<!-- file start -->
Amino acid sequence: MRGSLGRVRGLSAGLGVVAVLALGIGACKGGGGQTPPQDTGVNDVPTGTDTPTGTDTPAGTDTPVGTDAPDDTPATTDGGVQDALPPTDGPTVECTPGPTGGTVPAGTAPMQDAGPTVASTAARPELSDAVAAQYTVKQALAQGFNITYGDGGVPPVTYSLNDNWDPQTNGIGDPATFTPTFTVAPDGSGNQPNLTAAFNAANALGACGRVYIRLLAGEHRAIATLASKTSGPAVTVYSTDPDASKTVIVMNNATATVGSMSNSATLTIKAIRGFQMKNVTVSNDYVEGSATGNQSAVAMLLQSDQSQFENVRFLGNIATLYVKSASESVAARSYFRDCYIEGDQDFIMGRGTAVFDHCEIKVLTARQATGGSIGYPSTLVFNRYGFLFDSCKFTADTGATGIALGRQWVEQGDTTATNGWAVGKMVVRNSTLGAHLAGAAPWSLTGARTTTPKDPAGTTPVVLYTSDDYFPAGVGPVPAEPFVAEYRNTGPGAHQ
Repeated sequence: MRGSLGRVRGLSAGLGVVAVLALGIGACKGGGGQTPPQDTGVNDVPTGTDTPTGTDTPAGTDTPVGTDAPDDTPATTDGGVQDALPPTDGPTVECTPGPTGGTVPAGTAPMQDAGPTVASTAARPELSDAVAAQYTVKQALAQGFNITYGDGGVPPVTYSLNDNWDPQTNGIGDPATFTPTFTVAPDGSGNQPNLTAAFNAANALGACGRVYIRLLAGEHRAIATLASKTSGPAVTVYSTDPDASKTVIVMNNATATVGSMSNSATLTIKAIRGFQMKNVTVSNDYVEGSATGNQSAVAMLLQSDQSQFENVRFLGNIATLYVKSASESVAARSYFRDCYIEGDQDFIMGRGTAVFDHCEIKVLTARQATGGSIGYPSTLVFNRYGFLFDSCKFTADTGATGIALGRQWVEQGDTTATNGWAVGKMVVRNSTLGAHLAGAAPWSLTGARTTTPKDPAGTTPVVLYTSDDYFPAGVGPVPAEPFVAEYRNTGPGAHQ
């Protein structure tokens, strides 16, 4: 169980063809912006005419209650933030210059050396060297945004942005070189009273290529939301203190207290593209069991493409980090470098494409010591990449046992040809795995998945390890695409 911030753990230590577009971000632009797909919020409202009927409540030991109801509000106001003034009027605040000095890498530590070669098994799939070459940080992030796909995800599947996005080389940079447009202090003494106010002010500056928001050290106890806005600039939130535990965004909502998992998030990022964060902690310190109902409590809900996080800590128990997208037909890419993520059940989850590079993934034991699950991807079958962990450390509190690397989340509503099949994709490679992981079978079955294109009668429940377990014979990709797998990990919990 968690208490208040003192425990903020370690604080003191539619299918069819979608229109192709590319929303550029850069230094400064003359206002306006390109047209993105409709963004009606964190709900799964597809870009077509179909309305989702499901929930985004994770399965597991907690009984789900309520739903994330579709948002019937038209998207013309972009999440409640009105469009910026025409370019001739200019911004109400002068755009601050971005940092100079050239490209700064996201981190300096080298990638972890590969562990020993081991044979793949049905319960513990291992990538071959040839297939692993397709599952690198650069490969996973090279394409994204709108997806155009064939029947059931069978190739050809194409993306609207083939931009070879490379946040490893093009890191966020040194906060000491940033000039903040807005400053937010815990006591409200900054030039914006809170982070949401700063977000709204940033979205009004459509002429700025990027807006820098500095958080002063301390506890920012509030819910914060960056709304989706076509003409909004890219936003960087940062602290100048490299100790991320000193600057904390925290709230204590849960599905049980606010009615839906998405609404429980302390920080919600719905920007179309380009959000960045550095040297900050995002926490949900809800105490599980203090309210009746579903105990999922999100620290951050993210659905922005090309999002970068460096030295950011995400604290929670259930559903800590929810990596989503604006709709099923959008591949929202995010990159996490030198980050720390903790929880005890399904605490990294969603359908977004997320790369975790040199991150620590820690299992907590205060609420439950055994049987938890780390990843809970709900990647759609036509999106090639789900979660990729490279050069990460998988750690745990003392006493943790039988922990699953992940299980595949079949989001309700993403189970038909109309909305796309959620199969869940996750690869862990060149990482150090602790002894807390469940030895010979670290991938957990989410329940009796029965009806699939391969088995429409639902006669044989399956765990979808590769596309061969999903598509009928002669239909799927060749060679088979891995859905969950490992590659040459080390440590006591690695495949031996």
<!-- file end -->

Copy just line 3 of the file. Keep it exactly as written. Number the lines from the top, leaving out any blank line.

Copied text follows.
């Protein structure tokens, strides 16, 4: 169980063809912006005419209650933030210059050396060297945004942005070189009273290529939301203190207290593209069991493409980090470098494409010591990449046992040809795995998945390890695409 911030753990230590577009971000632009797909919020409202009927409540030991109801509000106001003034009027605040000095890498530590070669098994799939070459940080992030796909995800599947996005080389940079447009202090003494106010002010500056928001050290106890806005600039939130535990965004909502998992998030990022964060902690310190109902409590809900996080800590128990997208037909890419993520059940989850590079993934034991699950991807079958962990450390509190690397989340509503099949994709490679992981079978079955294109009668429940377990014979990709797998990990919990 968690208490208040003192425990903020370690604080003191539619299918069819979608229109192709590319929303550029850069230094400064003359206002306006390109047209993105409709963004009606964190709900799964597809870009077509179909309305989702499901929930985004994770399965597991907690009984789900309520739903994330579709948002019937038209998207013309972009999440409640009105469009910026025409370019001739200019911004109400002068755009601050971005940092100079050239490209700064996201981190300096080298990638972890590969562990020993081991044979793949049905319960513990291992990538071959040839297939692993397709599952690198650069490969996973090279394409994204709108997806155009064939029947059931069978190739050809194409993306609207083939931009070879490379946040490893093009890191966020040194906060000491940033000039903040807005400053937010815990006591409200900054030039914006809170982070949401700063977000709204940033979205009004459509002429700025990027807006820098500095958080002063301390506890920012509030819910914060960056709304989706076509003409909004890219936003960087940062602290100048490299100790991320000193600057904390925290709230204590849960599905049980606010009615839906998405609404429980302390920080919600719905920007179309380009959000960045550095040297900050995002926490949900809800105490599980203090309210009746579903105990999922999100620290951050993210659905922005090309999002970068460096030295950011995400604290929670259930559903800590929810990596989503604006709709099923959008591949929202995010990159996490030198980050720390903790929880005890399904605490990294969603359908977004997320790369975790040199991150620590820690299992907590205060609420439950055994049987938890780390990843809970709900990647759609036509999106090639789900979660990729490279050069990460998988750690745990003392006493943790039988922990699953992940299980595949079949989001309700993403189970038909109309909305796309959620199969869940996750690869862990060149990482150090602790002894807390469940030895010979670290991938957990989410329940009796029965009806699939391969088995429409639902006669044989399956765990979808590769596309061969999903598509009928002669239909799927060749060679088979891995859905969950490992590659040459080390440590006591690695495949031996």